Gold Gives Bugs Best Half in 40 Years as Brexit Highlights Risks

  • Comex gold volume reached a record high in first half of year
  • Investors buy most ETF gold in first two quarters since 2009

The world’s a scarier place for investors these days and many are turning to gold, with the metal rallying in the first half more than in any year since 1974.

Market turmoil after a U.K. vote to leave the European Union adds to concerns over growth around the world, including China, that have pushed gold prices up 24 percent this year. Investors piled into exchange-traded funds backed by the metal and futures volume hit a record.

Prospects of a further U.S. interest-rate increase have been wound back since the populist Brexit vote, which has only added to a sense of uncertainty over U.S. elections this year.

“The U.S. won’t raise rates because there’s too much open uncertainty after the Brexit vote,” Phil Streible, a senior market strategist at RJO Futures in Chicago, said in a telephone interview. “People are more interested in diversifying into precious metals, and now more than ever. This contends with some of the great crises I’ve seen in my career.”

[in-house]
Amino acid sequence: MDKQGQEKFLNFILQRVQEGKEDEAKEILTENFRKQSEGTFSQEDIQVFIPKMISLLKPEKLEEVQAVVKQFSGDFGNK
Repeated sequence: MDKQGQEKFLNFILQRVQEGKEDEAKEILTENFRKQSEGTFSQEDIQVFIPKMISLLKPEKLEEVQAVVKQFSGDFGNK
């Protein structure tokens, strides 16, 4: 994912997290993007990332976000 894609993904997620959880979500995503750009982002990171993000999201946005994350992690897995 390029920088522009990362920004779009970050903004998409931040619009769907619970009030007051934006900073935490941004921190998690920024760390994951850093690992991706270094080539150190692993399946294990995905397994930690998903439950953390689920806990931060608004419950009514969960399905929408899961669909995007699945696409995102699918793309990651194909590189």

Gold for immediate delivery was set for a second straight quarterly gain, rising 6.9 percent in the three months ending Thursday to $1,317.95 an ounce as of 1:47 p.m. in New York, according to Bloomberg generic pricing. The metal jumped to the highest in more than two years on June 24 after the Brexit vote.

Surging prices after the U.K. result deals a blow to demand in India, the second-largest consumer, and may cut imports to the lowest in seven years, according to Bachhraj Bamalwa, a director at the All India Gems & Jewellery Trade Federation.

Global investor demand remains strong.

Holdings in gold-backed ETFs rose 7.6 tons to 1,947.9 tons on Wednesday, the highest since September 2013. They have jumped 33 percent this year, the biggest first-half increase since 2009. Investors traded 28.7 million futures contracts on the Comex, the busiest first quarter on record, data compiled by Bloomberg show.

In other metals:

  • Gold futures for August delivery slid 0.5 percent to settle at $1,320.60 on the Comex in New York.
  • Silver futures for September delivery climbed 1.2 percent to $18.623 an ounce, gaining for the fifth time in six trading sessions.
  • On the New York Mercantile Exchange, platinum and palladium gained.
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